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  • Scott Laudati

The Experiment Failed: Scott Laudati

Scott Laudati lives in NYC with his chiweenie, Drake. He is the author of Hawaiian Shirts In The Electric Chair. His poetry has been featured in the Columbia Journal, The Stockholm Review and many others.

"I write poems to let the future know how terrible our era was."


The Experiment Failed

they want their painters dead

their writers dead

their rock stars dead

their emotions

their politicians

their heroes

their children,

everyone but the police

and their priests,

they want them dead.

and they’ll kill right in the living room

if someone says

it’ll help them

get on with their living.

anything to fix a bad morning

and a sleepless night.

as long as it was the same as yesterday

and the super bowl

doesn’t take too many

commercial breaks

i guess it can be a good life,

always cheering for someone

and never cheered

by anyone.

i was pretty angry yesterday

so i took a train up the hudson

to jim carroll’s grave

and told him about

my friend in texas

who sits by the highway all night

and watches mexicans

fight roosters in a dirt lot

behind the wal-mart.

and the one

always drunk and alone

on a harlem fire escape,

waiting for clear nights

to count the tug boats

breaking the current

on their way north.

the poets no one

threw money at

when the words were good

and their guns were loaded

for a third act

that never came.

the radio said art was dead

and the professors ran to cash their checks

before the students realized

their mics had never been plugged in.

and my friends apologized to trees

whose legacies had been robbed

by so many talkers

with so few words.

because nobody wants the truth -

the babies shivering in cold apartments

the old eating cat food so they

can afford their rent.

no one wants to know life

no one wants to stand in an elevator

alone with themselves.

haven’t we learned they’ll go broke

for a minute of hope?

they’ll pay extra for happiness

they’ll pay extra to smile at a coffee mug.

theres no credit limit on

the happy ending

and all the rich poets

know it.

New Friends

we saw the end of the sun some time ago

and i thought about california

and the palm trees that were still eating

and the girls in the sand

and their hair in the wind

and how it didn’t matter to me anymore

where the lightning bugs went

once the days cooled off,

or why old men never die like outlaws

if it’s what we all want.

born alone.

legacy always in question.

life has a way of herding the useless together,

drafting us into a showdown

that began

long before the dead had to

explain their worth.

bellys up.

no closure

no kind words left behind

for the kids.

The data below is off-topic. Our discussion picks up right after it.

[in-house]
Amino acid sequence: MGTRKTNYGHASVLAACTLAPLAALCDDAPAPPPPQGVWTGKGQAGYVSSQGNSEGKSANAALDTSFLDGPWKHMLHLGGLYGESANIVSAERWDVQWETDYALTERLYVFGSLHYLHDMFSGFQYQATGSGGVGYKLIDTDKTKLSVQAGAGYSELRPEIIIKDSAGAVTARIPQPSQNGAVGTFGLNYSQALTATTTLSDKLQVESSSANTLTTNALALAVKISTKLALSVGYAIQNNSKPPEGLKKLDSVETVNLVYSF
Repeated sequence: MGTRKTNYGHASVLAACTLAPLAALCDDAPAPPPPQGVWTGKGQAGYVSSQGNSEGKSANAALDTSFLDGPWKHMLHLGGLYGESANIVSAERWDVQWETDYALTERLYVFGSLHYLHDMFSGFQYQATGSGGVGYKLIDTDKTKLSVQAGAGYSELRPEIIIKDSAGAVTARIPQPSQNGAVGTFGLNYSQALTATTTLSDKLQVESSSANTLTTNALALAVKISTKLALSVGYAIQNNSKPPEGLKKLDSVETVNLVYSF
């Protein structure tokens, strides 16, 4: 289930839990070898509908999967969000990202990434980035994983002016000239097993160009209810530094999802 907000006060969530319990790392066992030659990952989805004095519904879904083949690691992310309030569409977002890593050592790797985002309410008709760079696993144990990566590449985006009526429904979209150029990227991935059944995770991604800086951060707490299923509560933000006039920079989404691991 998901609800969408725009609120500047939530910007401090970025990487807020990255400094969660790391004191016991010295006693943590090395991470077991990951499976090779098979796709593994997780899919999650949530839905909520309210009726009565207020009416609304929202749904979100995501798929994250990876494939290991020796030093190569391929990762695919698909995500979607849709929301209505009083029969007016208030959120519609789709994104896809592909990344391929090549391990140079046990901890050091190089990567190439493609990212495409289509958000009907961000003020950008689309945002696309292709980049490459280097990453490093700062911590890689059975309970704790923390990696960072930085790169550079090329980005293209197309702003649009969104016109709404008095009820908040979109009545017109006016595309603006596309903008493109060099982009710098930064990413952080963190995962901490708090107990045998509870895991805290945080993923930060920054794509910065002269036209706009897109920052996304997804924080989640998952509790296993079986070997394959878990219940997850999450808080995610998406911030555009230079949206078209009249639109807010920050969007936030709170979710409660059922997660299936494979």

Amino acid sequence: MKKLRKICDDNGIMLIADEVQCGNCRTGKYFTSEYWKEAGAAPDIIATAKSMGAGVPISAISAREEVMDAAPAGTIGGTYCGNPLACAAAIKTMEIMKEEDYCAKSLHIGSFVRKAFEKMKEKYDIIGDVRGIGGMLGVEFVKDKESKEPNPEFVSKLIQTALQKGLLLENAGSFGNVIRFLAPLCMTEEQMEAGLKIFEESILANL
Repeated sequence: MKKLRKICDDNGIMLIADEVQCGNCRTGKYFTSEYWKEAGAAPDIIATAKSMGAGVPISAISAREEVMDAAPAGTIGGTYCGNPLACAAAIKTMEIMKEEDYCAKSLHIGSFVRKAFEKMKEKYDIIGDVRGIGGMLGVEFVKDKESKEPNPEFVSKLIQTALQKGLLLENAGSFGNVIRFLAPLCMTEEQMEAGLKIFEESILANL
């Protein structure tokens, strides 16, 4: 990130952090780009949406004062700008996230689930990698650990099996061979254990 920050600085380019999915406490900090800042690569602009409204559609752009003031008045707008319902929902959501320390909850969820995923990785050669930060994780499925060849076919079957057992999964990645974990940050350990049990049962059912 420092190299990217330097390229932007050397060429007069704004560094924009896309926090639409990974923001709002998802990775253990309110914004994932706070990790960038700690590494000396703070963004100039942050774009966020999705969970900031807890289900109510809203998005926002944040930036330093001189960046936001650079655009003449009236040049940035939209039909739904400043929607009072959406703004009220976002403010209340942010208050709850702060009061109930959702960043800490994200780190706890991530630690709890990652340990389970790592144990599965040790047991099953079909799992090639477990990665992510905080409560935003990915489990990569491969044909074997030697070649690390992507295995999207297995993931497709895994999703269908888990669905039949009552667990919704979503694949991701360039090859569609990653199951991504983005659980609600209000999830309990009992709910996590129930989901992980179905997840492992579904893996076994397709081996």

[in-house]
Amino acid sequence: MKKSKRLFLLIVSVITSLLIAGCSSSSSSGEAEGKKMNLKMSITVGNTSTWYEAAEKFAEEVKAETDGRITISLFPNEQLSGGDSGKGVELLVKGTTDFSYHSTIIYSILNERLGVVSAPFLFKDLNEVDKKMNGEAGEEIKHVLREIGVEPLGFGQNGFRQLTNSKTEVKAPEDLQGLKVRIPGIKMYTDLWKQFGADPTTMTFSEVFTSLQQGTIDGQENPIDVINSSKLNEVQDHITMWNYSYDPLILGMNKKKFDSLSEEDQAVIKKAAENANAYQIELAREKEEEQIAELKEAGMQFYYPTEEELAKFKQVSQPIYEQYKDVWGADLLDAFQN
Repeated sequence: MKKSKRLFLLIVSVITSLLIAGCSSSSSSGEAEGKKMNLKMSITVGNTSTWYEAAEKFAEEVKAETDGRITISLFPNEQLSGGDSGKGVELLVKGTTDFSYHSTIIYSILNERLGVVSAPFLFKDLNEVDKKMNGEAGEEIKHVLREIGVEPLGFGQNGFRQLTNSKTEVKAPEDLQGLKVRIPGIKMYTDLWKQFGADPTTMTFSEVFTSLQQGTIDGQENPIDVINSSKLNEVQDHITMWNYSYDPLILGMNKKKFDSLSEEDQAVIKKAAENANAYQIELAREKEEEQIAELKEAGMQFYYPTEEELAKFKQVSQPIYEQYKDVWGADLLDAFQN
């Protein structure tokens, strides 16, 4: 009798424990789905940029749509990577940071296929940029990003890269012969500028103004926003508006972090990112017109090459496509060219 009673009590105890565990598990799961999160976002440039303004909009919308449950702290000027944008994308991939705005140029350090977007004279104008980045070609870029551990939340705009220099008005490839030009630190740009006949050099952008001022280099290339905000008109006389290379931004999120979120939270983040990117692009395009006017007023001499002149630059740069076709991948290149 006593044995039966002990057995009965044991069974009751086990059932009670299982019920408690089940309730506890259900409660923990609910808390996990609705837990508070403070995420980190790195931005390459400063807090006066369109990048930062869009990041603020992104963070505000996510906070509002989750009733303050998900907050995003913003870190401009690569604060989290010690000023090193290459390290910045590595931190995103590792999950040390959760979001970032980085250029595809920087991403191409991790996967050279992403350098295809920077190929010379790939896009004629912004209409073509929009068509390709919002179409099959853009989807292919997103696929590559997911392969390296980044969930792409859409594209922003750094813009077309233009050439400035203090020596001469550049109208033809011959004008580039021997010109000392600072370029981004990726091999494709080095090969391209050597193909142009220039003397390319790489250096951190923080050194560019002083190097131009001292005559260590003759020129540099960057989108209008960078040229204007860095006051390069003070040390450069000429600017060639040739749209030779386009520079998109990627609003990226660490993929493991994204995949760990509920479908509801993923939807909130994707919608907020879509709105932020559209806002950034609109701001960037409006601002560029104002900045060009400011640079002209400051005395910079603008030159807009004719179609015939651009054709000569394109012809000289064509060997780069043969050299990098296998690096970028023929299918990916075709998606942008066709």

we forgot a long time ago

the world is going to roll over

like it always has.

so we laugh at the snoring dogs

shaking their jaws

and running in place

but i wonder now

why are they the only ones

who sleep deep enough

to dream?

i’d been locked up at my

girlfriend’s parents for a week

and all anyone could talk about

was a skunk that lived in the woods.

and every night i’d go outside

and stare into the trees

but i never saw anything.

the sun dropped

the geese flew south

and just as i was about to give up

for the last time

a little skunk crawled out from

under the shed.

i jumped up and waved at him

and he looked back as friendly

as any fat and free thing

and neither of us did much more

than that.

but then my girlfriend came

out and screamed.

the skunk looked back like i’d

betrayed him,

and as i watched his tail go up

i felt like i’d broken our bond too.

i knew my girlfriend would get mad if

i said it was her fault

so i cursed at the skunk

cursed at the trees

cursed my name,

never going for the one who deserves it,

hating everyone and everything

in this whole stupid world.

her mother made lasagna that night.

i left a plate out by the backdoor.

The Throne

i don’t want them to have hope,

i know what they’ll do with it.

it becomes freedom

it becomes equality

it runs away from the founders

and digs deeper trenches.

you’ve had a best friend,

where they there when you needed them?

everyone’s been burned by

the ones they love.

you can hear it in the cop’s voice

as he clears the street.

a man with blood in his eyes

a man who doesn’t care who pays his checks.

where’s the honor in dying for a nation

that forces everyone

to sleep with the lights on?

they know that when the armies retreat

and the dark horse gets the gun

there’s never a sanctuary for the guilty.

the streets run back the other way

and finally the underdog

gets the thing he used to pray for.

but the throne was always a funny thing,

all men want it

and no one ever knows

what to do with it.


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The image of Quasimodo is by French artist Louis Steinheil, which appeared in  the 1844 edition of Victor Hugo's "Notre-Dame de Paris" published by Perrotin of Paris.


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